FIG. 7 illustrates a fourth preferred embodiment of the encapsulated stent of the present invention comprising an articulating stented graft 100 generally comprising a tubular member 102 having a first end 104, a second end (not shown), an interior surface 106, and an exterior surface 108. The tubular member 102 includes a plurality of stent members 116 sandwiched between first and second tubular shaped biocompatible grafts 112, 114. A perspective view of the plurality of stent members is shown in FIG. 7A. The plurality of stent members 116 are spaced apart from one another at a predetermined distance. The spaced apart stent members 116 allow the encapsulated stent 100 to articulate between stent members 116.

FIG. 7B shows a cross-sectional view near the end of the articulating encapsulated stent 100 illustrated in FIG. 7 taken along line 7B--7B of FIG. 7. The first tubular shaped biocompatible graft 112 forms the innermost layer which surrounds the lumen 122 of the articulating stented graft 100. The middle layer is formed by a stent member 116 contained between the first and second tubular shaped biocompatible grafts 112, 114, and the outermost layer is formed from the second tubular shaped biocompatible graft 114.

FIG. 7C shows a cross-sectional view near a substantially unsupported middle section of the articulating stented graft 100 illustrated in FIG. 7 taken along line 7C--7C of FIG. 7. The first tubular shaped biocompatible graft 112 forms the inner layer while the second tubular shaped biocompatible graft 114 forms the outer layer.

All of the previously described compositions for both of the biocompatible flexible members included in the stent cover, the stented graft, and the articulating stented graft, are preferably expandable.

FIG. 8 illustrates a flow chart which depicts the process for making the preferred embodiment of the radially expanded encapsulated stent. The first step one 130 involves loading a first ePTFE graft onto a mandrel. A section of the first ePTFE graft is then wrapped with wire or tape to prevent migration of the first ePTFE graft on the mandrel in step two 132. The next step, step two 134, comprises pre-dilating one or more stents on a second mandrel. Once the stents are pre-dilated, the stents are loaded over the first ePTFE graft and mandrel and spaced apart evenly along the length of the first ePTFE graft in step four 136. In step five 138, the pre-dilated stents are crimped onto the first graft and mandrel. Subsequent to crimping the pre-dilated stents, a second ePTFE graft is loaded over the crimped stents in step six 140. The next step, step seven 142, requires wrapping the second ePTFE graft at its ends and between the crimped stents with a wire wrap. Next, the assembly comprising the mandrel, the first ePTFE graft, the crimped stents, and the second ePTFE graft is warmed in an oven in step eight 144. After warming, the entire assembly is wrapped with TEFLON tape as indicated in step nine 146. In step ten 148, the wrapped assembly is then heated to sintering temperatures. After heating at sintering temperatures, the assembly is removed from the oven, and the tape and wire wraps are removed from the assembly in step eleven 150. Step twelve 152 involves carefully cutting the ePTFE grafts near the ends of the stents to form individual encapsulated stents. Finally, in step thirteen 154, the resulting encapsulated stents are removed from the mandrel.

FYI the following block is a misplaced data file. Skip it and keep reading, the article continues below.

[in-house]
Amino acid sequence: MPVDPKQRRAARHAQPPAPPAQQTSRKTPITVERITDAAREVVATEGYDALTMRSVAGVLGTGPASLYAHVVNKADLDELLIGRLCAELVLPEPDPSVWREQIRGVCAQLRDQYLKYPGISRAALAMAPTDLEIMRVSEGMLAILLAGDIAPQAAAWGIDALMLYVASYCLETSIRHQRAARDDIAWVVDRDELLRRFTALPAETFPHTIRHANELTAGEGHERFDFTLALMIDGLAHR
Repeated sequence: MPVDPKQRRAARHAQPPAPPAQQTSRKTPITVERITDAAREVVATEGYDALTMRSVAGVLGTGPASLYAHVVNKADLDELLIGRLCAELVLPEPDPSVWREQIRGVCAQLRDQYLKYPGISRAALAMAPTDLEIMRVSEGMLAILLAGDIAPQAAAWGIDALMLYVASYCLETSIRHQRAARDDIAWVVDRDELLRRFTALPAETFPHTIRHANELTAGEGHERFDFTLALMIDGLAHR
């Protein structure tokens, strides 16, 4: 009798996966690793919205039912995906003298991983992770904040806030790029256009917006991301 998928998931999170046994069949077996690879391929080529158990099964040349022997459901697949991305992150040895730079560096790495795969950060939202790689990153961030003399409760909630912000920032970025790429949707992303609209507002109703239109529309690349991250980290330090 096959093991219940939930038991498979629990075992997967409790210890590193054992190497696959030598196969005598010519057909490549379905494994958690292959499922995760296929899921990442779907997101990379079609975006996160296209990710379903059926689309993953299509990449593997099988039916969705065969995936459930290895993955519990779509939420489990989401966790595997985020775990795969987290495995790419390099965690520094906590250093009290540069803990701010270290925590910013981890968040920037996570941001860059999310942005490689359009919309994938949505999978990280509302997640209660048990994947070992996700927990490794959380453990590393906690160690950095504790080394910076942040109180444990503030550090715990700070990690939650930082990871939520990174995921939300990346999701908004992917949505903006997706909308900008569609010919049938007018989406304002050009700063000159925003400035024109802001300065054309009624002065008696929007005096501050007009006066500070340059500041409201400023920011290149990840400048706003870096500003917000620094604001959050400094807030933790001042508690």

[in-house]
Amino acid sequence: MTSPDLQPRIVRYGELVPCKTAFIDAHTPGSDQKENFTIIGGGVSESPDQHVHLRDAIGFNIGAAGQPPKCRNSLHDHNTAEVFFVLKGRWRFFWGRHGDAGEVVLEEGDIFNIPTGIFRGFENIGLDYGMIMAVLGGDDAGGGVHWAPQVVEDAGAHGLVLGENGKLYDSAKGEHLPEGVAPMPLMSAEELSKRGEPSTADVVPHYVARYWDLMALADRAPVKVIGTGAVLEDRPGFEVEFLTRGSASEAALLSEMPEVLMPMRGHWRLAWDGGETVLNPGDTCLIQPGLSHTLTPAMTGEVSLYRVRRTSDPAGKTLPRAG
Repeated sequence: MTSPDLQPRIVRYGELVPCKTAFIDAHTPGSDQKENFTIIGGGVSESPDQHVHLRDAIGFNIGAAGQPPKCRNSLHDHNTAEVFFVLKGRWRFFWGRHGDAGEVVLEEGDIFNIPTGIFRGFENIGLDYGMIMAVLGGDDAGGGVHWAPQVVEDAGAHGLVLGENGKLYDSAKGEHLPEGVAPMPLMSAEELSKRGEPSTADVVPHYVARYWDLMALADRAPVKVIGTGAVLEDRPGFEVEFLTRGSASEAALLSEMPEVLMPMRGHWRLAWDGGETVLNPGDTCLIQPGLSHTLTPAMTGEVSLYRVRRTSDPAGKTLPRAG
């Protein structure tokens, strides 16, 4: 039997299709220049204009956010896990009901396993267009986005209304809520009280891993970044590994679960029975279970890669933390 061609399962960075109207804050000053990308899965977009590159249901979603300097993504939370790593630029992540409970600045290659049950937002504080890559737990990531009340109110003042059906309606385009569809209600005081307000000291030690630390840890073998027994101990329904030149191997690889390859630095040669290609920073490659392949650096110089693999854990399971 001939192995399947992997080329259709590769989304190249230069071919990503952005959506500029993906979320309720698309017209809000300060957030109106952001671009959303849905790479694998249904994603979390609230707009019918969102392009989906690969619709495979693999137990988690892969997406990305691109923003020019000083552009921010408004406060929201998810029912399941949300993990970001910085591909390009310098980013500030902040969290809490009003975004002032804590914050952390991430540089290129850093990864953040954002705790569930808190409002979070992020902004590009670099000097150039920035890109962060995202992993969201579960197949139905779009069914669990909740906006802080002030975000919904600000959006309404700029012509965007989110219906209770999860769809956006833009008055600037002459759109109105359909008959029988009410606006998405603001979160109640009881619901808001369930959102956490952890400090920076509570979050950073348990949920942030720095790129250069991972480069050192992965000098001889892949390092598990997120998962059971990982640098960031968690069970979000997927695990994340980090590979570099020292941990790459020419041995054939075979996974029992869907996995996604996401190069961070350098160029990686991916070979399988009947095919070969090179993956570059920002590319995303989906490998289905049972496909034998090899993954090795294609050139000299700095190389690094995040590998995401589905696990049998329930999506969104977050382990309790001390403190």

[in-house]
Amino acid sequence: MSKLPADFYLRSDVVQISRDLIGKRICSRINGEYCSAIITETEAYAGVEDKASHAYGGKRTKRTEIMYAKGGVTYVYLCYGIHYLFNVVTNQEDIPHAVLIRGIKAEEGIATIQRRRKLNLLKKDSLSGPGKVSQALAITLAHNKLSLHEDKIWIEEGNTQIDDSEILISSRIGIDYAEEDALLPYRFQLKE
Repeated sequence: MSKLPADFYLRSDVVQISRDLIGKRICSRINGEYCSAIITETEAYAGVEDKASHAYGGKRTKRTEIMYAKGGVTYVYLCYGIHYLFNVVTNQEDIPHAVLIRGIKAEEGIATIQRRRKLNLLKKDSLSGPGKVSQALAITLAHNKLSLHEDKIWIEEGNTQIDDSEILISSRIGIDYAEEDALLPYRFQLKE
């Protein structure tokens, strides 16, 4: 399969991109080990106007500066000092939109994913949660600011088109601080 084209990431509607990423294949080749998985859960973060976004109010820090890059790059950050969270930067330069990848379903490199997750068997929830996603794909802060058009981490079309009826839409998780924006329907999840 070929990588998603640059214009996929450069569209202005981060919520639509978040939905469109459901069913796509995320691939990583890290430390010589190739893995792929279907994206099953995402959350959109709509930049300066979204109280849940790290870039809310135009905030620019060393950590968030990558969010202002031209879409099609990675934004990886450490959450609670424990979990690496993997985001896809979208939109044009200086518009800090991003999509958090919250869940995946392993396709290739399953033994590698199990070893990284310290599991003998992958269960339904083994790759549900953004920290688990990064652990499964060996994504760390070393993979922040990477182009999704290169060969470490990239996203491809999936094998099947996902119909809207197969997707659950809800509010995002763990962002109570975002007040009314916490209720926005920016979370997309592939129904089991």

The following examples describe the preparation of the preferred embodiment of the invention which comprises the tubular shaped encapsulated stent. The examples are meant to be purely illustrative and nonlimiting.

EXAMPLE ONE